The purpose of this paper is to examine the relative predictive ability of earnings, cash flow from operations as reported in the cash flow statement, and two traditional measures of cash flows (i.e. earnings plus depreciation and amortisation expense, and working capital from operations) in forecasting future cash flows for Australian companies. Further, an empirical investigation of the extent to which firm size, as a contextual factor, influences the predictability of earnings and cash flow from operations is presented.
The authors' sample includes 323 companies listed on the Australian Stock Exchange between 1992 and 2004 (3,512 firm‐years). They employ the ordinary least squares and fixed‐effects approaches to estimate their regression models. To evaluate the forecasting performance of the regression models, both within‐sample and out‐of‐sample forecasting tests are employed.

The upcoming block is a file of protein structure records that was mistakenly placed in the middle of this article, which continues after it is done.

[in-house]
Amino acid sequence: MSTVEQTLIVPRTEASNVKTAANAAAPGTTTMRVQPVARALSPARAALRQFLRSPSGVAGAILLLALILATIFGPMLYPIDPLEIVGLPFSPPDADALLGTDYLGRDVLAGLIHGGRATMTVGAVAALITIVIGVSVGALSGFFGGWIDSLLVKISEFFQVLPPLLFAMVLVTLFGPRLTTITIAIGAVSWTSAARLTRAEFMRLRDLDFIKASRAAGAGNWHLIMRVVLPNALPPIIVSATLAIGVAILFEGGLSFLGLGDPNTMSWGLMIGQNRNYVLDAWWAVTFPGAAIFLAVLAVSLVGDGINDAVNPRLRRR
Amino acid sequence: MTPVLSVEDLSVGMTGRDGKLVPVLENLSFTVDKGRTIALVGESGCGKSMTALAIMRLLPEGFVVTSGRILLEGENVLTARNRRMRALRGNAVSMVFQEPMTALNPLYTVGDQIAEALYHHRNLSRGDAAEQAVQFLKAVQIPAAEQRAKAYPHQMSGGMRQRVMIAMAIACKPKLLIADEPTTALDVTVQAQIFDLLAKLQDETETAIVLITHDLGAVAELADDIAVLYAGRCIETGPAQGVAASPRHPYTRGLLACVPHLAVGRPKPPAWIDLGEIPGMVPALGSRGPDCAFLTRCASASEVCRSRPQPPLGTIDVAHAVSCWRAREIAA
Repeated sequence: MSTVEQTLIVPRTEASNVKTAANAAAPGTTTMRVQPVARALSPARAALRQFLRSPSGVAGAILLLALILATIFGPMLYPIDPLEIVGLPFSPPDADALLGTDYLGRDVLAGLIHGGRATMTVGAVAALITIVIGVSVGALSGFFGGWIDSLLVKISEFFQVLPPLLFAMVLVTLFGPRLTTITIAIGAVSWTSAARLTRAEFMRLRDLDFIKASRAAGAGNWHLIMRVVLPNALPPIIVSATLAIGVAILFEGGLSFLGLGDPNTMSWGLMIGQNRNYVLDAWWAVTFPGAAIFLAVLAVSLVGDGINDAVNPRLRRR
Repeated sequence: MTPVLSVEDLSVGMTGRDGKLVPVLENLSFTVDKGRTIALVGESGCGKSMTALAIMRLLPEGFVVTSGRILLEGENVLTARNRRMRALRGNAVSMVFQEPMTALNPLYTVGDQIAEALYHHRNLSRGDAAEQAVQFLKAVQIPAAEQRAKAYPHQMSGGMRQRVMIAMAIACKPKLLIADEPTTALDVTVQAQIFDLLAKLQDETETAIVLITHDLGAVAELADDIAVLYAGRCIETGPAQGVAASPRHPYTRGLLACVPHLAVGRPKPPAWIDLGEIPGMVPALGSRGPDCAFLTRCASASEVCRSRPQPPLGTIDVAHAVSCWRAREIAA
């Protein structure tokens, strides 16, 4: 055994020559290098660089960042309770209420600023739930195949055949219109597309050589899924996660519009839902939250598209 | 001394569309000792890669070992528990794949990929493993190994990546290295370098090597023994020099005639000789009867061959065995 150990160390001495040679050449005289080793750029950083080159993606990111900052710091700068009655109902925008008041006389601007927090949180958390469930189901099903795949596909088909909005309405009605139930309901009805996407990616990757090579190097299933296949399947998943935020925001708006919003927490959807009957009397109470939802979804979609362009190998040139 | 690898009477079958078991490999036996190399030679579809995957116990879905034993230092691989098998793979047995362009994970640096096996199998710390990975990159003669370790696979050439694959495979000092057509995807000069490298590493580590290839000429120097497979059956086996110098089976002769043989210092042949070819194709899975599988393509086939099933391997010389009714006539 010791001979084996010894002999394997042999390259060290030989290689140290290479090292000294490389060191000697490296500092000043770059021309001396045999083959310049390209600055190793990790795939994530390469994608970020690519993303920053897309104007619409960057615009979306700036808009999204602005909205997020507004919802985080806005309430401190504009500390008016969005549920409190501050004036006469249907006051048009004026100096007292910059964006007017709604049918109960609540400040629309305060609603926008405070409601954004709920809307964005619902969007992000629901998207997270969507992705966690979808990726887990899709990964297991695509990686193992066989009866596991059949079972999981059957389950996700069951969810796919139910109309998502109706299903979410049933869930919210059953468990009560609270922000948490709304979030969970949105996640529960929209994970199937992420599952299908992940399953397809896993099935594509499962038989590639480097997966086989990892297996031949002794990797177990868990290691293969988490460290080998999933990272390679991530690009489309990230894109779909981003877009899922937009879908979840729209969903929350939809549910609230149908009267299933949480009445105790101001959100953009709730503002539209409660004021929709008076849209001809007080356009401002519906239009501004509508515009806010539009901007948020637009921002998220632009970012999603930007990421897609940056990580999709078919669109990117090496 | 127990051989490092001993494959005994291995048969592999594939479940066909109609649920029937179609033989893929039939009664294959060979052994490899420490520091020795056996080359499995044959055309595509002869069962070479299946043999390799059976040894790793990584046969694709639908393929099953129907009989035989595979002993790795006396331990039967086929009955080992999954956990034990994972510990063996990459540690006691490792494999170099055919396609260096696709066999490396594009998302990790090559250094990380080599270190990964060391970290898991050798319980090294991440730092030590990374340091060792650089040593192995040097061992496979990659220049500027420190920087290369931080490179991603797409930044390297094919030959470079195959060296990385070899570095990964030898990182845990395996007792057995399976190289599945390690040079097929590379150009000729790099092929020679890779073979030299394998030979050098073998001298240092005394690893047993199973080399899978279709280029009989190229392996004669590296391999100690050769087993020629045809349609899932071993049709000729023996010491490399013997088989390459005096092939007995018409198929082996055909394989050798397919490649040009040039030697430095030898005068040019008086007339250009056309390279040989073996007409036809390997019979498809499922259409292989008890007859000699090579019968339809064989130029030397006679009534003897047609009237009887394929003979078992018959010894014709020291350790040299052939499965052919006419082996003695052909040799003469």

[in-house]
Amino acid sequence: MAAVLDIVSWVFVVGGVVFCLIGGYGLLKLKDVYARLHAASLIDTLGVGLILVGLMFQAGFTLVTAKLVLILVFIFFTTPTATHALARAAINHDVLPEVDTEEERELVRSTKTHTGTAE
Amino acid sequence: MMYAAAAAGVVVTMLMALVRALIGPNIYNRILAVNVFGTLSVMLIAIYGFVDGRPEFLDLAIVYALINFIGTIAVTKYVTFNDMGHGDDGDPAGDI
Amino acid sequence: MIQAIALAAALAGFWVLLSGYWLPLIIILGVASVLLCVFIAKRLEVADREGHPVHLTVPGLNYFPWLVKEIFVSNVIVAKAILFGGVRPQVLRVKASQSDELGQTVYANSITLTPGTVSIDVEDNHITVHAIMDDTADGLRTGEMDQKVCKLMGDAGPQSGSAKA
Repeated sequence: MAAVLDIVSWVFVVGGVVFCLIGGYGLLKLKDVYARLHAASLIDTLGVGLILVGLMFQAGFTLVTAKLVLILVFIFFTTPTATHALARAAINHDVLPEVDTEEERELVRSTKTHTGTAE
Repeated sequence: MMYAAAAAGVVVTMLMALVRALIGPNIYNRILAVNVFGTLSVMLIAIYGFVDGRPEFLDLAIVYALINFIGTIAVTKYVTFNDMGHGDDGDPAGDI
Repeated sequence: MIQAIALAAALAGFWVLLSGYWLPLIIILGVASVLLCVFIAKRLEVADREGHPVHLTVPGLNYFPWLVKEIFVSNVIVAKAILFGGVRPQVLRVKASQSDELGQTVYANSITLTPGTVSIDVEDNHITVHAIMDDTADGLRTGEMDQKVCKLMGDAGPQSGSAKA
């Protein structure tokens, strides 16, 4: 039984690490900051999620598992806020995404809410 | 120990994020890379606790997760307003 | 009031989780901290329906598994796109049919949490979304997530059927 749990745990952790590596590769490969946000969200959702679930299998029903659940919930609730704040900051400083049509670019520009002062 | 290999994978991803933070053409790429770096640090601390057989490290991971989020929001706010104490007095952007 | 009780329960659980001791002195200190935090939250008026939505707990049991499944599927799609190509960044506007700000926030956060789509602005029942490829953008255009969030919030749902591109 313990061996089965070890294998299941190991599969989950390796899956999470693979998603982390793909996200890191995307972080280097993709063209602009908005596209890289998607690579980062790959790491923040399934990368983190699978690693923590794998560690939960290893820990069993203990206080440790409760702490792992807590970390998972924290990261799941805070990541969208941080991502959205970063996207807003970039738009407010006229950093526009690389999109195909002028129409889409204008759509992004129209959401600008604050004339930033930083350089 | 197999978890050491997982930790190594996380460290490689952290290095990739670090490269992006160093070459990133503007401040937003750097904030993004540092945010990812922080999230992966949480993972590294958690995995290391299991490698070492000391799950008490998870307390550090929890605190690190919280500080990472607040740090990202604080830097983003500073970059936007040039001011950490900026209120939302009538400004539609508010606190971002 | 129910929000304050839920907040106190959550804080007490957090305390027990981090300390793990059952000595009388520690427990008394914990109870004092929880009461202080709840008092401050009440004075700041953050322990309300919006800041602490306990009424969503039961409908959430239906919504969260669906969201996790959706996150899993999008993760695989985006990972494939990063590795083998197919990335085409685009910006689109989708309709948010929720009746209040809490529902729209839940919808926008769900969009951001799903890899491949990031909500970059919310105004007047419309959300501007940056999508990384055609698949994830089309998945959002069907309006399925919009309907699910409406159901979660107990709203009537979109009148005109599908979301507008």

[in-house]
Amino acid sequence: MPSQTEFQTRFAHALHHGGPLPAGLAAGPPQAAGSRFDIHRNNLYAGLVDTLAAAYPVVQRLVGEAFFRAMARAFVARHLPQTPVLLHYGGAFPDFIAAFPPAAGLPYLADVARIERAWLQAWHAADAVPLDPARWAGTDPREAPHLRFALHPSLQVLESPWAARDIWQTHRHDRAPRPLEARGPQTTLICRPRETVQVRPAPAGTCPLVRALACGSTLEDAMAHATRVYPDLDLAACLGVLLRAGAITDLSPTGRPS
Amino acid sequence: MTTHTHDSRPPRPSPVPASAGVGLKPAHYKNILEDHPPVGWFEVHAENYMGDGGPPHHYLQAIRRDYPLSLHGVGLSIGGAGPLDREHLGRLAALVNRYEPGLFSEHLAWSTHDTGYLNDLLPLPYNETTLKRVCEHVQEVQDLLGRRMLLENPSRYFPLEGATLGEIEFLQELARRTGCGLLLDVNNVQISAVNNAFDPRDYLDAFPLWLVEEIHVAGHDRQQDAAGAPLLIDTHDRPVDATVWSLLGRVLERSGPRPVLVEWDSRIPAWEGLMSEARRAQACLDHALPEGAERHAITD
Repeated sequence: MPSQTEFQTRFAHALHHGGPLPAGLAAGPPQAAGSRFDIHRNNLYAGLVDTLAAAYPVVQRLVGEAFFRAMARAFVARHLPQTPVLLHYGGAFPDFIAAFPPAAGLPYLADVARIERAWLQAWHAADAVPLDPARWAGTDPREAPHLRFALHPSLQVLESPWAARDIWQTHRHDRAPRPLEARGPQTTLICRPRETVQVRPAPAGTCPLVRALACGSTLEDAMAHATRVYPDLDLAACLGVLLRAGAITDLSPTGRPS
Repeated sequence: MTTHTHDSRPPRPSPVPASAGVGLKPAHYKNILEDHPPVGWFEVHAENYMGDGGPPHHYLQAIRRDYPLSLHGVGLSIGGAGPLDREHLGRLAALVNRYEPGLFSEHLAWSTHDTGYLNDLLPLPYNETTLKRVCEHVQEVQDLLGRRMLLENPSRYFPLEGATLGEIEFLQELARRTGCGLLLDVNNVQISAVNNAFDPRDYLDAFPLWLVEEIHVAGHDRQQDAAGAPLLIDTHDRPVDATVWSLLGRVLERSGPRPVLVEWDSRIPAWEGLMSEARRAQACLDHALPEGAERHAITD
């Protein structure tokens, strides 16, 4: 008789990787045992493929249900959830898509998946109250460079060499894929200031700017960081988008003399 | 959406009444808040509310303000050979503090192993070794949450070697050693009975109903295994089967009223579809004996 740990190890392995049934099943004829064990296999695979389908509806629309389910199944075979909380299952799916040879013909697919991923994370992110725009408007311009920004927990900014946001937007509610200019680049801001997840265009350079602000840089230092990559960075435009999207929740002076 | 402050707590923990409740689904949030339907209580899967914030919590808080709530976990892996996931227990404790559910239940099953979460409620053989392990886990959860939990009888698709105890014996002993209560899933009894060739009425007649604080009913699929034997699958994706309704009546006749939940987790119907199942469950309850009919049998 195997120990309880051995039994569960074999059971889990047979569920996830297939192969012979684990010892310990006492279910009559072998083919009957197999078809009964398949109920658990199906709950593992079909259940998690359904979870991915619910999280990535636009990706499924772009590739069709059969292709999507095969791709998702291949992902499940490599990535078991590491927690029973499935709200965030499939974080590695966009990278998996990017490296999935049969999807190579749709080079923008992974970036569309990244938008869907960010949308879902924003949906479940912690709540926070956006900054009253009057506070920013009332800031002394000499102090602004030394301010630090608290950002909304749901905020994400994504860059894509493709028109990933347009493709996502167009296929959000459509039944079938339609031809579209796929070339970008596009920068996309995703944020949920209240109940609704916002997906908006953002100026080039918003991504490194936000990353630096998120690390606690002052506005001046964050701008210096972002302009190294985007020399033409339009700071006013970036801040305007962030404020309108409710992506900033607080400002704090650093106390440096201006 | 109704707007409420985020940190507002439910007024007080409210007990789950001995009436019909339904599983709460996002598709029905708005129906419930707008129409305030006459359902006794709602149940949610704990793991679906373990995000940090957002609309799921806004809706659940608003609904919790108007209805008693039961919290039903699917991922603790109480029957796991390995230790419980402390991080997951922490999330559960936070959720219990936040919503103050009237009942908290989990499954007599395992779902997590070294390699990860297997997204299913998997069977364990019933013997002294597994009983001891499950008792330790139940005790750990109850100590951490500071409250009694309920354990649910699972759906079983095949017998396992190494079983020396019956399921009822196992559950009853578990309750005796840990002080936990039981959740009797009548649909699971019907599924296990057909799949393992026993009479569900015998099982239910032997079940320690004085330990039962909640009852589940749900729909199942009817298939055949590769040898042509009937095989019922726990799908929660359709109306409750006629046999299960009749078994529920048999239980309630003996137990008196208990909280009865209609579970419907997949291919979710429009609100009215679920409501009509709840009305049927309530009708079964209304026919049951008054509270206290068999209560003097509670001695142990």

The authors provide evidence that reported cash flow from operations has more power in predicting future cash flows than earnings and traditional cash flow measures. Further, the predictability of both earnings and cash flow from operations significantly increases with firm size. However, the superiority of cash flow from operations to earnings in predicting future cash flows is robust across small, medium and large firms.
The authors' results, in terms of firm size, imply that the users of accounting information should be cautious in assessing the utility of earnings and cash flow measures in forecasting future cash flows as firm size decreases.
Farshadfar, S., Ng, C. and Brimble, M. (2008), "The relative ability of earnings and cash flow data in forecasting future cash flows: Some Australian evidence", Pacific Accounting Review, Vol. 20 No. 3, pp. 254-268. https://doi.org/10.1108/01140580810920236Download as .RIS
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